Hope Star from Hope, Arkansas on November 30, 1938 · Page 2
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Hope Star from Hope, Arkansas · Page 2

Hope, Arkansas
Issue Date:
Wednesday, November 30, 1938
Page 2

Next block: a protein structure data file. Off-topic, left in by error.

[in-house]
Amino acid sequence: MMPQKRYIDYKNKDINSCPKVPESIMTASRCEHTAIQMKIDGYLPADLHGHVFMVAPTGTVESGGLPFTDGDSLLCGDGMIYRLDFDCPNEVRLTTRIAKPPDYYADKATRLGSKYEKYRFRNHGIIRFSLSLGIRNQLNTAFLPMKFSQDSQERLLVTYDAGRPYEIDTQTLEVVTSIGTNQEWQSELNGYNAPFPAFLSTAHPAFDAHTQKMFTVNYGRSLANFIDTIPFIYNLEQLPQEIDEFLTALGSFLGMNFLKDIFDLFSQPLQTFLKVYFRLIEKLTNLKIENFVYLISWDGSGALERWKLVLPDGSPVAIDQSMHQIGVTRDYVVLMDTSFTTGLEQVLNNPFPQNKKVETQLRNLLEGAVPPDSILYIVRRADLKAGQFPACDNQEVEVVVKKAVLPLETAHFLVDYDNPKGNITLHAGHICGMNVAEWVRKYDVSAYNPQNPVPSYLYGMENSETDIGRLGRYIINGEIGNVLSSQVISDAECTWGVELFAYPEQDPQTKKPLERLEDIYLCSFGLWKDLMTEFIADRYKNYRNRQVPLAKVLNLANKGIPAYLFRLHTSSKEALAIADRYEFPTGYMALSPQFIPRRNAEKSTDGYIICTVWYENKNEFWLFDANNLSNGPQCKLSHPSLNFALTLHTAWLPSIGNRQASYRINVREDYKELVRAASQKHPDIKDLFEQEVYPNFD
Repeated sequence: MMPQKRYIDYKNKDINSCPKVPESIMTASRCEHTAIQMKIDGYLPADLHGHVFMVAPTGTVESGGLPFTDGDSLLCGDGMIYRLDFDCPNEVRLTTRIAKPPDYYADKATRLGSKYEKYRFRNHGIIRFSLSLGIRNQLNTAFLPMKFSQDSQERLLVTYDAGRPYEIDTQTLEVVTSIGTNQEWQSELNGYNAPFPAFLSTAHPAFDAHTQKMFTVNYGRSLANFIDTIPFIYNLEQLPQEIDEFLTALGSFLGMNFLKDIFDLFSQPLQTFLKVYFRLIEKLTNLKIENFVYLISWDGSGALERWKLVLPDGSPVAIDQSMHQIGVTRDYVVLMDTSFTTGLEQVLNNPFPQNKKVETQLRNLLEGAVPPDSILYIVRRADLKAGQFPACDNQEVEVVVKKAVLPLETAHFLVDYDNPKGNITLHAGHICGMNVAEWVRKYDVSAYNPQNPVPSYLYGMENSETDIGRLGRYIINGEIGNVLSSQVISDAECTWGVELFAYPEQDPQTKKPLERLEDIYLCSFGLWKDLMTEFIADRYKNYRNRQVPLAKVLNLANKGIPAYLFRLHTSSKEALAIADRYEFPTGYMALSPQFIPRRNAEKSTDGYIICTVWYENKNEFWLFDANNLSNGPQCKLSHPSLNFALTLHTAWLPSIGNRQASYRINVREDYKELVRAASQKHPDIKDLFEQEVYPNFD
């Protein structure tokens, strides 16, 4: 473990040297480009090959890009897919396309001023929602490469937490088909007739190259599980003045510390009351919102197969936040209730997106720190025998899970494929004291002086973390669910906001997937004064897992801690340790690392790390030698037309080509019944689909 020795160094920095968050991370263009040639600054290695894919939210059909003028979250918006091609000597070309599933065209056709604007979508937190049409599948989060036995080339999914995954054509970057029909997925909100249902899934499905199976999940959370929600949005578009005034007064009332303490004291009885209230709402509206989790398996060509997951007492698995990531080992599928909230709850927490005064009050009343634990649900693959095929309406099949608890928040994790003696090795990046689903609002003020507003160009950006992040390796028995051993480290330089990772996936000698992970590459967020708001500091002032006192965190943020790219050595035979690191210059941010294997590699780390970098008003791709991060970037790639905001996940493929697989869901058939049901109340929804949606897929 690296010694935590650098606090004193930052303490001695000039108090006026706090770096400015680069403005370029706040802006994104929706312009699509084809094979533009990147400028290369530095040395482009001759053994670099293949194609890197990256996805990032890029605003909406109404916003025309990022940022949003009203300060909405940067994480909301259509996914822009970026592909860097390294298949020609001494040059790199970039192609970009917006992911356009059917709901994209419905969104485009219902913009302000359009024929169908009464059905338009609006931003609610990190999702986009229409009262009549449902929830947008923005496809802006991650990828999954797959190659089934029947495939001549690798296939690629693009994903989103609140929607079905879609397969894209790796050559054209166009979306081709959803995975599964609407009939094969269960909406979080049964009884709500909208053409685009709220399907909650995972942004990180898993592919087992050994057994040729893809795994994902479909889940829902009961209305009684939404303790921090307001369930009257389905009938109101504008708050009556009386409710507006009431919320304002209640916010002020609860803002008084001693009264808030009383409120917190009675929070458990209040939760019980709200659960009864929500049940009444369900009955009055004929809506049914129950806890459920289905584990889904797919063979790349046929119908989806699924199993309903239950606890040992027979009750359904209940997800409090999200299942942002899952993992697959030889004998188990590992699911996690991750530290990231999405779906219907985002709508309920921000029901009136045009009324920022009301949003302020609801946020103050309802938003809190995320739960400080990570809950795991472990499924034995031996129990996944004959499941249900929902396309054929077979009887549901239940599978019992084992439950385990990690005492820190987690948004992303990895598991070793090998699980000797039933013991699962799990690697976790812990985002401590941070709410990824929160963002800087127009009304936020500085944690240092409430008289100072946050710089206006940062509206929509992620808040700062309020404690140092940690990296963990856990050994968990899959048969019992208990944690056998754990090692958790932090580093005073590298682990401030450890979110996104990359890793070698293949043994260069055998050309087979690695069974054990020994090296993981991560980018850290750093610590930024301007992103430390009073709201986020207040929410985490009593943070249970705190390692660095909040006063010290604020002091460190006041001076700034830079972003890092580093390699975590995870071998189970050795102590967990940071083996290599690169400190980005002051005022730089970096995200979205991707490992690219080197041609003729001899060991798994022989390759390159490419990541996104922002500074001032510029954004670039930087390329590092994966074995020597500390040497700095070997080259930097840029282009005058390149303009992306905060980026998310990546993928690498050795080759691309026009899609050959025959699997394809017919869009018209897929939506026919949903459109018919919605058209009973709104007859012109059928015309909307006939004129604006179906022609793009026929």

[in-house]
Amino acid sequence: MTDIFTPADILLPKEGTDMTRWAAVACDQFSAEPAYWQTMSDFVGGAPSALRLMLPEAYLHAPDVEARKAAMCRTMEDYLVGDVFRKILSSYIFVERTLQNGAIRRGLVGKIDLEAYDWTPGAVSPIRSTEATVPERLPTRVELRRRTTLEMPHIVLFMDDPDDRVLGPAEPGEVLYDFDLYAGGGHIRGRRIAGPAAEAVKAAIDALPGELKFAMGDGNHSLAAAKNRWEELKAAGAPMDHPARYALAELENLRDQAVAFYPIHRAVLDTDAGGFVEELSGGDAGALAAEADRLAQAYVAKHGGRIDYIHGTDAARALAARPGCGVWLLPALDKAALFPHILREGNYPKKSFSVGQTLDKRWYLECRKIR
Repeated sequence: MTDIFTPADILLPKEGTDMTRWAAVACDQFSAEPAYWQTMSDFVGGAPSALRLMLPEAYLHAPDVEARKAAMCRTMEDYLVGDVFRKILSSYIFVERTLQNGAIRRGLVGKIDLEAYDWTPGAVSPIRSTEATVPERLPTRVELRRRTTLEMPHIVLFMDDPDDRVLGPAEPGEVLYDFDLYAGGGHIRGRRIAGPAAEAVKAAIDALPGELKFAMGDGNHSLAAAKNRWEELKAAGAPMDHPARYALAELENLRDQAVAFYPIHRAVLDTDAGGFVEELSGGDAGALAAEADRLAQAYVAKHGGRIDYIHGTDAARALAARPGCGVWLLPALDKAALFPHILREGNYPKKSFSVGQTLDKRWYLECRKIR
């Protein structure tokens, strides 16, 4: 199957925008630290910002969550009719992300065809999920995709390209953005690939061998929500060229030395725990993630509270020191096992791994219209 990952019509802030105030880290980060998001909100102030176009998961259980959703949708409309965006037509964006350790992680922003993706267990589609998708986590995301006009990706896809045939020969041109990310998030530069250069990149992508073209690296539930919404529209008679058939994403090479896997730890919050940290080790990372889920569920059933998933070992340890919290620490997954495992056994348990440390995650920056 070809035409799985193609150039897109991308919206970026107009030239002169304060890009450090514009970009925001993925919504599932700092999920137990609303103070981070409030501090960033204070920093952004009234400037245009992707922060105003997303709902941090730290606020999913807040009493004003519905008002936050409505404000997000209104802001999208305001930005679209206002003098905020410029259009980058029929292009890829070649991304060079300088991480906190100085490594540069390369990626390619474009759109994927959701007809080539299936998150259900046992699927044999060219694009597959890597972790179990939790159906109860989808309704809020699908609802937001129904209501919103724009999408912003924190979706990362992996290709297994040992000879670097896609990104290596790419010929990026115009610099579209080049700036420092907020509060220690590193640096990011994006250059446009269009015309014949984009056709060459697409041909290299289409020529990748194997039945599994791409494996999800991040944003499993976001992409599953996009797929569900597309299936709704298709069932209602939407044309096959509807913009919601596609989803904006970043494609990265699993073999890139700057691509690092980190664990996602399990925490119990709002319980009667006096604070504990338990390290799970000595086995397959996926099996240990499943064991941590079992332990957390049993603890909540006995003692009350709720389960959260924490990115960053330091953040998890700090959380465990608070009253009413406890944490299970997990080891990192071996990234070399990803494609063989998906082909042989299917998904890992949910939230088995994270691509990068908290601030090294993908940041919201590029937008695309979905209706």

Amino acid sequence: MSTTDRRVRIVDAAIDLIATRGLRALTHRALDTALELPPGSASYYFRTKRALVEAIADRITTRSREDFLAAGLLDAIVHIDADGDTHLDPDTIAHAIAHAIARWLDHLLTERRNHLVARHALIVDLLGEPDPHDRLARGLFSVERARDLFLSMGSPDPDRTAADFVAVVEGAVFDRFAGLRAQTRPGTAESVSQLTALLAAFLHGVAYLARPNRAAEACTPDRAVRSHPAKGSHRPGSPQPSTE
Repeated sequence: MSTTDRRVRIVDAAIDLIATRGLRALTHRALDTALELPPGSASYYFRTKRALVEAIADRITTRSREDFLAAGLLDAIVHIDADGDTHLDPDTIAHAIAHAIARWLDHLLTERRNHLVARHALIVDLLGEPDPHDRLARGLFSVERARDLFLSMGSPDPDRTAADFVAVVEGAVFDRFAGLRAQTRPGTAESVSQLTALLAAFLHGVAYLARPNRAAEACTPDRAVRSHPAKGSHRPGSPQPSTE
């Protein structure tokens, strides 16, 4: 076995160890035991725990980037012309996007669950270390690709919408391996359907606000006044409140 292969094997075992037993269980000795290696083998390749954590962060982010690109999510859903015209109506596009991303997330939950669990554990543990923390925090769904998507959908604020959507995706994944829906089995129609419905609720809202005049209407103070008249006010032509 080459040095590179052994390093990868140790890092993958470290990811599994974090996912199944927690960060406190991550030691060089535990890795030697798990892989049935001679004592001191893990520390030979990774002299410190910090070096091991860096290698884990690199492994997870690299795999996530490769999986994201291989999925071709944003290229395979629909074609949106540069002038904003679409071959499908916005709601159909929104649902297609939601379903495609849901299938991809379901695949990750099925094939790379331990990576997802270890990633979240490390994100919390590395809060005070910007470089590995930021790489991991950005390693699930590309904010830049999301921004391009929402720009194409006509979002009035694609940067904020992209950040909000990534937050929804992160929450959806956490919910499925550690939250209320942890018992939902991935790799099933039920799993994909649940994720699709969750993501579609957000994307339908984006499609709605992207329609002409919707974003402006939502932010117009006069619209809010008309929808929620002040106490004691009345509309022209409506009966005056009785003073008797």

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HOP® SfAS, HOPl, Hope 9 Star Star of Hope, 1899; t>tess, 1927. Consolidated Jantmfjr 18, 1929 0 Jttstice, Delivef Thy Herald From False Report! Published every w^ek-day afternoon by Star Publishing Co., Inc. C, E. Palmer & Alex. H. Washburn, at The Star building, 212-214 South Walnut street, Hope, Ark. G. E. PALMER, President ALEX. H. WASHBURN, Editor and Publisher <AP) —Means Associated Press. (NEA)—Means Newspaper Eneterprise Ass'n. Subscription Rate (Always Payable in Advance): By city carrier, per week ISc; per month 65e; one year $6.50. By mail, in Henipstead, Nevada, Howard, Miller and Lafayette counties, $3.50 per year; elsewhere $6.50. Member of The Associated Press: The Associated Press is exclusively entitled to the use tot republication of all news dispatches credited to it or not Otherwise credited in this paper and also the local neWs published herein. Charges on Tributes, Etc.: Charge will be made for all tributes, cards of thanks, resolutions, or memorials, concerning the departed. Commercial newspapers hold to this policy lit the he\vs columns to protect their readers from a deluge of space-taking memorials. The Star disclaims responsibility or the safe-keeping or return of any unsolicited manuscripts. Caution the First Requisite in Dealing With Germany. It probably would be just as well for the American government to be extremely cautious about this much-tnlked-of plan for Anglo-American cooperation to help settle the Jewish problem in Germany. With the avowed aims of this scheme—to find some means of getting the jews out of germany and settling them in a place where they can try to put their shattered lives together—every American will have the greatest sympathy. But we need to know precisely what is contemplated by nil parties to such an agreement before we commit ourselves. First of all. it is pretty evident that the Hitler government would like to use its persecution of the Jews as a club to force concessions from other nations. Says the newspaper Das Schwarze Korps, official organ of the crack S. S. guard: "We shall use Jewish hostages systematically, no matter how shocking some people may find it." That is a fairly plain warning, not unlike the message which a successful kidnaper might send to the victim's relatives. Germany wants a number of things from the outside world—trade agreements, colonies, stifling of criticism, and so on—and it is quite in the cards for the government at Berlin to refuse to take part'in any program for the relief of Germany's Jews unless some of these things are granted. And while it is important that the luckless victims of Hitler's savagery be extracted from their predicament as quickly as possible, it would be bad indeed if Hitler should discover that he could get concessions from the outer world simply by tightening the thumb screws on the Jews. The civilized nations would simply be submitting to blackmail, and the lot of such Jews as could not immediately'be brought out of Germany would become worse than ever. In the second place, it might be remembered that the record of the Chamberlain government in dealing with Hitler is hardly such as to inspire confidence. The Chamberlain government intervened in the Ethiopian tangle—and Mussolini got exactly what he originally demanded. It intervened iij Spain— and the Rome-Berlin avis ran the smoother. It intervened in the Czech crisis —and Hitler got everything he had asked for. If the American government is to act jointly with this Chamberlain government in seeking relief for the Jews, it ought to let London know that it is interested slowly in helping the victims of a towering injustice and not in placating a dictator. And thereafter it ought to keep its eyes wide open. Something has to be done'to help the people against whom this blow from the dark ages has been launched, and if America can help in the doing of it America undoubtedly will want to do so. But before any program is drawn up a great deal of caution needs to be used. " Wednesday," November 80, 1938 Political Announcements The Star Is authorized tn mnkc the following cnndldAtc announcements subject to the notion of the city Democratic primary election Wedwestlay, November 30: For Mnynr J. A. fcMBREE For Alderman, Wnnl One A. C. ERW1N J. R. WILLIAMS CARTSR JOHNSON For AldetitMta, Ward Four SYbMCMATH The Library The follownig books may be read from the shelves of the City Library: "The Darkest Spot." by Lee Thayer. "The Villa Mystery," by Herbert Flowerdue "Guilt." by Henry James Forman. "The Sky Pilot," by Hnlph Connor. "Kitty." by Warwick Deeping. "The Valley of the Vision," by Henry Van pyke. __ The Library will be open from 8 to 5 including Saturday. Today's Answers to ^CRANIUM CRACKERS "The More You Tell the Quicker You Sell" For Sale FOR SALE-Home in. Hope. Real bargain. Liberal terms. Write Owner, 510 Exchange Building, Little Rock, Arkansaa 15-12tp FOR SALE-^Beauty work, the best in permanents. Herloise, Kathleen, Carmen, Vonceil. Kate's Beauty and Gift Shop. "For •Something New Call 252" IM-Nov 31c FOR SALE—White Cotton Mattresses Investigate OUT work and material first. Hempstead Mattress Shop. Call Paul Cobfa 658J. l-26tc FOR SALE—One registered pointer, well trained. Phone 5. 29-3tc. FOR SALE—Used Radios, table models all in playing condition. Crosley 8-tube $8.50; N S 4-tube $4.85; Philco 7-tube $12.50; Aetna 4-tube ?7.50; General Electric 4-tube $8.50; Eveready 8-tube $4.95; N. S. 5-tube $5.95. Automotive Supply Co. 29-5tc FOR SALE—Pre-Holiday Specials— Shampoo Set and Dry 35c; Oil Shampoo and Set Dry 65c; Manicure 35c; Eye Brow, Lash Dye and Arch 50c; Cocktcil Facial 50. Stuart's Beauty Salon, Phone 752. 30-6tp Lost STRAYED OR STOLEN — Dark brown horse mule, weight about 1,000 pounds. Sore on left front foot and white nose. Notify Hope Star. 25-3tp FOR RENT—Bedroom, close in. Phone 937. Ivis Brum'm'et. 25-3tc FOR RENT—Room and Board, nicely furnished room convenient to bath. Gall Mrs. Jack Sullivan at 836. 29-3tc FOR RENT—Two room furnished apartment, adjoining bath; garage, utilities paid; couple preferred. Mrs. Frank Hutchens, phone 79. " 26-3tc. For Rent—Four room furnished apartment house, private bath, garage, sleeping porch. J. A. Sullivan. —28tf. FOR RENT—3 room unfurnished apartment, adjoining bath, 222 West Ave. C. Mrs. Delia Pate. 28-3tp FOR RENT—Four room unfurnished modern apartment, Garage. Close in. Phone 224. 30-3tc Questions on Page One 1. False. Christopher Columbus did not dio in prison. 2. True. The first appenclicitiis operation was performed at Roosevelt hospital in New York City in 1886. 3. False. A raccoon does not live to /an extended age.' 4. False. A dead snake's tall may wiggle a short time after it is killed but the sunset has nothing to do with it. 5. True. Buttons on sleeves were first used on the uniforms of the soldiers of Frederick the Great to keep them from wiping their faces on the sleeves. * — FOR RENT—Four room furnished apartment, Private bath aiicl garage. Phone 607, Middlebrooks grocery. 30-3tp Notice NOTICE—Specials. Guaranteed Oil Permanents $1.50 and up; Shampoo, Set and Dry 50c; Lash and Brow Dye 40c. White Way Beauty Shop, 119 Front Street. IM-Dec-30c ~ Wanted. WANTED TO BUY-UsOcl wearing apparel for Men, Women and Children. In good condition. Patterson Auction Store, on 67. 30-6tp WANTED TO BUY—Several wagon loads of green oak poles. Jas. H. Bennett, 110 N. Washington St. 25-3tc WANTED—Native and paper shell pecans. Highest prices paid. P. A. Lewis Motor Co. 304 East 2nd St. Phon? 40. 3-26tc Services Offered . SPECIALS — Permanents $1.50 up, Shampoo set, Manicure 85c; Shampoo set, Eyebrow-lash dye ,$1.00. Vanity Beauty Shop. Phone 39, 117 Front Street. 21-26-c ARMY MUSICIAN LOST—Dark brown leather purse, contains ?1.70 in cash, lipstick, two compacts. Reward for return to Hope star - 263tp LOST-On Spring Hill road, V8 Spring Stretcher. Reward. Notify 343 Service Station. 28-3tp. "~~ FOR RENT FOR RENT—Nicely furnished two- room apartment in modern private home. Rent reasonable. Mrs. Edgington, 505 South Walnut St. 30-3tc HORIZONTAL 1 Pictured composer Philip . 9 He specialized in American music. 13 Duet. 14 Gray white mineral. 16 Drone. 17 To discover. 18 Leers. 19 To careen. 21 Assault. 23 Snaky fish. 24 Intelligence. Answer to Previous Puzzle 15 Like. 17 His famous march "Star and Stripes star. 44 To brace. 25 An odd thing. 47 Wayside 28 Game for two hotel. CLASSIFIED RATES One time—2e word, minimum 30c Three times—3>6c word, min. 50c Six times—€c word, minimum 90c One month (26 times)—18c word, minimum , |2.7Q Rates are for continuous insertions only. In making word count disregard classification name sucn as "For Rent," "For Sale," etc.—this is free. .But each initial or name, or complete telephone number, counts as a full word. For example: FOR RENT—Three-room modern furnished apartment, with garage Close in. Bargain J. V. Rla^y' phone 9999. Total, 15 words, at Zc word, 30c for one time; at 3%c word, 53c for three times, etc. NOTE: All orders placed by telephone an due and payable upon presentation of biU. PHONE 7M persons. 32 Chemistry term. 36 Different. 37 Stimulants. 38 To make able. 40 Armadillos. 41 Conventional 48 Cyprlnoid fish. 49 Pertaining to area. 51 Bitter herb. 52 Hair dye. 53 He was a U. S. Army. (pl.). . VERTICAL 2 Woden. 3 Vandals. 4 Knot. 5 Indian. 6 Forced forward. 7 Serious. 8 To anoint. 10 Capable. 11 Bridle strap. 12 To tax. 20 Kind of ball game. 22 Summed. 24 Lash marks. 26 Sand hills. 27 Native. 29 Food container. 30 Constellation, 31 Chest bone. 33 Wine vessel. 34 Nut covering. 35 Wing part o. a seed. 39 Western. v 42 Wearies. ' 43 Silly. 44 Festive dress. 45 Portrait statue. 46 Long grass. 48 Flat fish. 49 Exclamation. 50 Gibbon. JfrJUiJteiLff:. $• .?**d?JL By DR. MORRIS FISIIBEIN Bailor, Joiifnnl of the American Medical Association, ond-ftf ""lln, the llcnlth Mngntlne Quick Tiring in ( Childhood Demands Special Attention and Examination Children do not tire oasily unless | there is some physical difficulty ns' the reason. Parents nre seldom able to judge just how tired the child may actually be. Children mny become tired Without much physical activity When their school work is too strenuous, when they find themselves unable to concentrate on problems that are placed before them, or when their dally ro- tine is so completely organized thai there ip hardly a moment's time between in going form one disk to another. the modern child rises early, attends .school, has frequent periods of rending and play, mid thereafter take danceing leson, a music lesson, and do some homework, not infrequently also listening to the radio for one or two hours or perhaps going to a motion pteture. This program is, of course, entirely tlifereht fop thrat-fol- lowed by children of a previous gen- eratio when thro wer no' movies, no radios, Ho motor cars, and nothing resembling the shceduJe that has been described. Obviously, while such n schedule is dlfflcvtlt for a child in perfect health, it is much more dificult for one with a chronic infection of the throat, the teeth, or the lungs, or for one with any serious disturbance of the digestion. Particularly serious are the demands which come to children hi that period when they are passing from childhood into pouth or adult life. At this time the phy.siclcnl demands on the organs arc different; the attempt to re- poml fttlVv n»ay result in excessive fatigue. At this time the girt begins developing those functions associated with reproduction. The boy may have a rapid increase in height and weight, mid the new demands on hois tissues associated with this rapid'increase may develop In him a sense of aftfgue. Particularly iftiportnt Is, of coltrso, the tjtieStfoft of the \*e! B ht at the child at this period t»f life. Parents 'fmisb observe H the changes that occur. Perhaps it may Jje nocccsnry.to hnve a bns- fll metabolic test to Octet-mint that the glands nre functioning sntisfaCtOrily. Some hChrto the glands in (he form of materials that may be prescribed or injected mny neccessnry. Most Important, however, Is the necessity for serious attention to a tanstflnl Com- plnlnt of 'tiredness. Tills condition is associated with so many possible' causes that n medical cxrimirintion is wet-ranted •• In every Instance. 26 Roorbacks Will Receive Numerals FAYETTF,VILLE, Ark.-(/T>)—Varsity letters will te presented to 20 members of the University of Arkansas foot- bnll squad and next year's captain will eleclqd Thursday night. Those to receive letters: Seniors: CnjJf. Lloyd Woodell, For- tlyce; Forest Lnrrimorc, Rogers, Frank 'Mostly, Fordyce; Sinn Pnrker, Little Rock; W. B. Owon, Almti; Randall itiilllngs, McAlester, Okln.; Bob Stout, Fayotteville; and Mnrion Fletcher, Hctnvburg. Juniors: Ralph Atwood, El Dorndo; Ray Cole nnd Gloyd Lyion, Ranger, Texas; Kny Enkin, Mnrinnnn; Waller HnmburK, Lnnukc; Nc-11 Mitrlin, Texnrkonn: Zack Smith, Frederick, Okln.; Dudley Mays. Fiiyettcvillc; Wilfred Thorpe, Little Rock. Sophomores: Joe Scnlet, Hartford; Maurice Britt, L.onoke; Hownrd Mickey, Clnrk.svlllc; Fi-eibnoi-goi-, Point, Texas; Jmi Carter, Mazen; Snl Shifter. Brooklyn, N. Y.; Milton Simington, Dierks; A. J. Yntes, Pentonville, und Mill Southei-land, Pemlleioii, Texns: OUR BOARDING HOUSE ...with.. .MAJOR HOOPLE OUT OUR WAY E6AC 1 , LAPS/ X HAVE BEEN f£ ^ i ^% MEDITATING ON YOUR COMMEMT5 AMD T. AM APPLYING MYSOE-WTIFIC QEUIUS OW AN IMVEWT10M THAT WILL EM ABLE ME TO CAPTURE S/NGLE-HAMPEDTHE MOST vicious OF- MOMGRELS IN TME THROES OF RABIES/"-*- HAR-R-R(jMP = i WILL HAVE'A WOfcKlUG MODEL PERFECTED SHOP.TLY.~-YOU WILL. BE ASTOUMDED AT ITS INGENIOUS SIMPLICITY' /7S. •<s BK&ACTH ^ DOG IF THIS L CLICKS LIKE YDUR OTME-R C3AD3ETS, T'LL BET THE SOCIETY OP Pt>6 WARDENS WILL. MAME A PLEA SOAP AFTER YOU/ By J. R. WILLIAMS S BOOTS AND HER BUDDIES |WE CAM | HARDLY ^ WAIT TO SEE IT = \m ALLEY OOP All Figured Out •^-^ CAN'T •RSTAMD . .. THAT KID'S CLOTHES SET \I N T° WY OIV,WER! I CAN'T UNDERSTAND HOW YOU GET so FAR BEFORE YOU KNOW IT.' WHY MOTHERS GET GRAY By EDGAR MARTIN HELLO, OOOLA- SAY, WHO WAS THAT ^aayawj-ss-. No Harm in; Wondering By V. T. HAMLIN WASH TUBES TOO JUS 1 GOT ITf CiOLLV, V'DOIJ'T MEAU yOU WEUT OUT AU' / OF COURSE BUMPED OFF A J WOT, SILLV/ TIGER.-POUF-- n TIGER.-SLAYIMG is A MAM'S JOB.' VEAH.L KUOWJ THERE AIU'T NO LAW ACjIW IT, 15 THERE ? WELL,1 DOU'T SEE AWV CAUSE COPh. IQ^q DY NEA SERVICE. I He's' Not Discouraged By ROY CRANE .BUT tM \ EET EES--IMPOSSIBLE, SEHOR, EEM Jf^J! RE \THEBi COUMTBV PEOPLE SLEEP FUTURE \ OW HAVAWOCKS ... OWE CAMWOT PUPEMDS * \~r EVEW GEEVJ AWAY Own! X | V--^ MATTEESSES. MOTH1W6, )AV PEAK BOV, IWPOS6\BUE. MP. Mci'.EE ItAPOSSISLE CAW'T EVEW AVJAY PANAZUELA \T TAKES BRAIUS TO SELL. MATTSESSEOl AMVWfAECE. I'LL HAVE,MOTmN6 TO PO I \WTH QWTTERS, UUDERSTAWD! THE PEQ.- i -~— r, SOW WHO kAARRIES KAV DAUGHTER 4 ^V,^. ..,.„, MUST HAVE BRWMS'., VE6 S\R' FRECKLES AND HIS FRIENDS I ASKED THEM TO TAKE IT DOWN ' WHY RUB IT IN ON A Guy" «• WHO'S COMING i AS I LIVE AND BITE MY FINGERNAILS, IF IT ISN'T JUNE.' Way of a Maid With a Man By MERRILL BLOSSER I GUESS. SHE'S STILL SORE AT ME / :7* DON'T Be A SAP/ SHE DIDN'T WALK ALL THE WAY OVER - HERE FROM KINSST&N JUST FOR THE AIR MYRA NORTH, SPECIAL NURSE The Accuser ' SHE'S V OKAY, PEEVED SHE'S MAD/ BECAUSE" MAVK IT sue I YOUR. WAY .' KISSED / NOW i ME ON i SUPPOSE THE \ YOU'LL RUN CHEEK.' / OFF To A TlBETAM MONASTeRY n AND WRITE \ v - YOUR tV\E^AOIRS/ MAJOR. eiLDEB-j BEFORE VOU AA4.^E AKJOTHER MOVE, PLEASE LISTEKJ TO WHAT I HAVE TO SAY HERE ARE THE CARPENTERS WHO WORKED OW THE CASTLE SET, By Ray Thompson and Charles Coll BOYS, I'M GOIKJa TO PUT THIS TO YOU SQUARELY. DID ANY OF ' YOU WOTICE ANY SIGNS OF i WITH THOSE i—' f WO?\ BRACES J |— ' l«5U2'.l &k r> «« T, A\A JOK- I NOTICED THAT DAME. =RE BACK O' TH' SET RIGHT IT CRASHED/